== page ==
Highways and Heartaches: How Ricky Skaggs, Marty Stuart, and Children of the New South Saved the Soul of Country Music

Hachette. Aug. 2023. 304p. ISBN 9780306826108. $29. MUSIC
The 1964 murder of three civil rights workers in Philadelphia, MS, might seem like an odd bookend for a history of the careers of country and bluegrass mainstays Ricky Skaggs and Marty Stuart. But Philadelphia is the latter’s birthplace, and if the political, cultural, and spiritual currents of the ensuing 60 years otherwise linger lightly in Streissguth’s (Outlaw: Waylon, Willie, Kris, and the Renegades of Nashville) narrative, this framing is an acknowledgment that no music occurs in a vacuum. The book’s title is taken from Skaggs’s 1982 album and is a mosaic, or perhaps a map, with Skaggs’s and Stuart’s careers as navigational threads through an important and tumultuous period of country and bluegrass music history. Though even casual fans will recognize some of the stars with whom both players have been associated—Emmylou Harris and Johnny Cash, most famously—it’s unsurprisingly a who’s who of significant names, with mandolinist/singer/songwriter Bill Monroe’s long shadow cast over all.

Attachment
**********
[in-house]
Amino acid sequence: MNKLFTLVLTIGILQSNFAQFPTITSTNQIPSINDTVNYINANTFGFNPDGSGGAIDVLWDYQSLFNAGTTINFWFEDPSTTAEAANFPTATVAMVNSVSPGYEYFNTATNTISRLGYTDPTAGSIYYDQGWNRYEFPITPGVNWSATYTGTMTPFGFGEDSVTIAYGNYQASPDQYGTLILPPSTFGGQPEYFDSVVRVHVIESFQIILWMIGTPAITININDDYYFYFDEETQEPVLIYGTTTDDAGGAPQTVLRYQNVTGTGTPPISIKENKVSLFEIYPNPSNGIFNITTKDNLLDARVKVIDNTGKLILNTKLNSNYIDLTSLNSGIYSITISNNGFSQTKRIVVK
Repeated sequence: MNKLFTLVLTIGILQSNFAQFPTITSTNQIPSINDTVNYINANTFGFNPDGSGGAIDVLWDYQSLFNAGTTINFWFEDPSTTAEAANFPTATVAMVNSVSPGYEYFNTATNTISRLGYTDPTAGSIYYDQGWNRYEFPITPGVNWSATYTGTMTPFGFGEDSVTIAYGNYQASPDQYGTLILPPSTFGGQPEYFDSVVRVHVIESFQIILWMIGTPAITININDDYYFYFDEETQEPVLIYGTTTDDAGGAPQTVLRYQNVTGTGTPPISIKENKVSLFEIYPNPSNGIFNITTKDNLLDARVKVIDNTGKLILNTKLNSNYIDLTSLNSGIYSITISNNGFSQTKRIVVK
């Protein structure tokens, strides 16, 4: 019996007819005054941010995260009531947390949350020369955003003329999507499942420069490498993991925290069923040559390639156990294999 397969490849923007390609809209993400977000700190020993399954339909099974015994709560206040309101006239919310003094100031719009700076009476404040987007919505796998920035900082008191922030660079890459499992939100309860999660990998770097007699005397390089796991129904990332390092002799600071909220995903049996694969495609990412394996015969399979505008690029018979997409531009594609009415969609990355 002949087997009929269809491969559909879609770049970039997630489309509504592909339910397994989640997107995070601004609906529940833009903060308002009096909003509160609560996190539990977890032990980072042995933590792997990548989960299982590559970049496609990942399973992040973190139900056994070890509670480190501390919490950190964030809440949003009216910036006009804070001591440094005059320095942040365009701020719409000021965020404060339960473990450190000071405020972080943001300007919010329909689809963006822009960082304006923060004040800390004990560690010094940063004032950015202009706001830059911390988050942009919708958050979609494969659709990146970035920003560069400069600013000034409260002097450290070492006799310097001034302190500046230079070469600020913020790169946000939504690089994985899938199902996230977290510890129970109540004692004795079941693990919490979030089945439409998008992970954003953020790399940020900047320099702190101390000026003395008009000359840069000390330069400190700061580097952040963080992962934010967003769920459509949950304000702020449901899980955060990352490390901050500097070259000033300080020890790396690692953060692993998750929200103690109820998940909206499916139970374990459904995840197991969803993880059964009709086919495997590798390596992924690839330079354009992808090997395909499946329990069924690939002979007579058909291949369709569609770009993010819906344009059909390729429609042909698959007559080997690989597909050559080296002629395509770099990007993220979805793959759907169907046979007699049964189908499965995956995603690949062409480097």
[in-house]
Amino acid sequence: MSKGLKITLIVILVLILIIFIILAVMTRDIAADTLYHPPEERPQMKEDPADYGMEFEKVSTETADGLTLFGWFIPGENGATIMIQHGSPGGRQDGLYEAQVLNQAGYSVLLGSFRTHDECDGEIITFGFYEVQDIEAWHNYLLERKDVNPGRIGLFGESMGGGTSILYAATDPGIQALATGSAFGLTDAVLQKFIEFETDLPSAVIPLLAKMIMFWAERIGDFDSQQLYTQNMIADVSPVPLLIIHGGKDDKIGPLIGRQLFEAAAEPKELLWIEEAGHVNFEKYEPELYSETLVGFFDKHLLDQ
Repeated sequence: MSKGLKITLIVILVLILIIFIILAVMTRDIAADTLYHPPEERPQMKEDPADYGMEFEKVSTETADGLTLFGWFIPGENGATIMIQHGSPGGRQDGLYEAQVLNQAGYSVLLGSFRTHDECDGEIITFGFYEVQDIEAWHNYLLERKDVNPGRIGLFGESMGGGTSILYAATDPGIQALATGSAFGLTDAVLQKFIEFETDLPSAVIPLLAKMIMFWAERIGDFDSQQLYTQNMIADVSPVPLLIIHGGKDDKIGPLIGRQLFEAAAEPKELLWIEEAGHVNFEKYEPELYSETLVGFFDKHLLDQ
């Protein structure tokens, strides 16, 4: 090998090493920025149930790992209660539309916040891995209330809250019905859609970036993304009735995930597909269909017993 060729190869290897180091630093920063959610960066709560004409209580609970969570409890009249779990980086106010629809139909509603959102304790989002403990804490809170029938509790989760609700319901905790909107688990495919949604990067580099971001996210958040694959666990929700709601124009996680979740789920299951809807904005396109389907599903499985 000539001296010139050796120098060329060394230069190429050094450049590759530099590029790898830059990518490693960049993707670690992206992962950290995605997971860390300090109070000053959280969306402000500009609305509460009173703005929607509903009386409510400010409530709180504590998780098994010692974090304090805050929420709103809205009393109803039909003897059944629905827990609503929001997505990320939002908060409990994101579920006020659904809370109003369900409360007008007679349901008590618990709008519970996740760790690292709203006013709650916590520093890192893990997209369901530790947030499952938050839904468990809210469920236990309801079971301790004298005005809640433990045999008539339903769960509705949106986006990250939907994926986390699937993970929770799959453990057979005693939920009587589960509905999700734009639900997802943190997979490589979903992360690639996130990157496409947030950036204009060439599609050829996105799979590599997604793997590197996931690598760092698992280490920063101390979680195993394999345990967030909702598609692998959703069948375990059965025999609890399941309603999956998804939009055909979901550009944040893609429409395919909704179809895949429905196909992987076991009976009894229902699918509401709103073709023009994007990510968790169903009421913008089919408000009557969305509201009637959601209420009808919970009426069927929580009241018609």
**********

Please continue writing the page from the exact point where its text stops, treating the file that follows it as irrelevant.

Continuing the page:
VERDICT An absorbing and richly detailed retrospective that will especially appeal to country and bluegrass aficionados.
Comment Policy:
  • Be respectful, and do not attack the author, people mentioned in the article, or other commenters. Take on the idea, not the messenger.
  • Don't use obscene, profane, or vulgar language.
  • Stay on point. Comments that stray from the topic at hand may be deleted.
  • Comments may be republished in print, online, or other forms of media.
  • If you see something objectionable, please let us know. Once a comment has been flagged, a staff member will investigate.



We are currently offering this content for free. Sign up now to activate your personal profile, where you can save articles for future viewing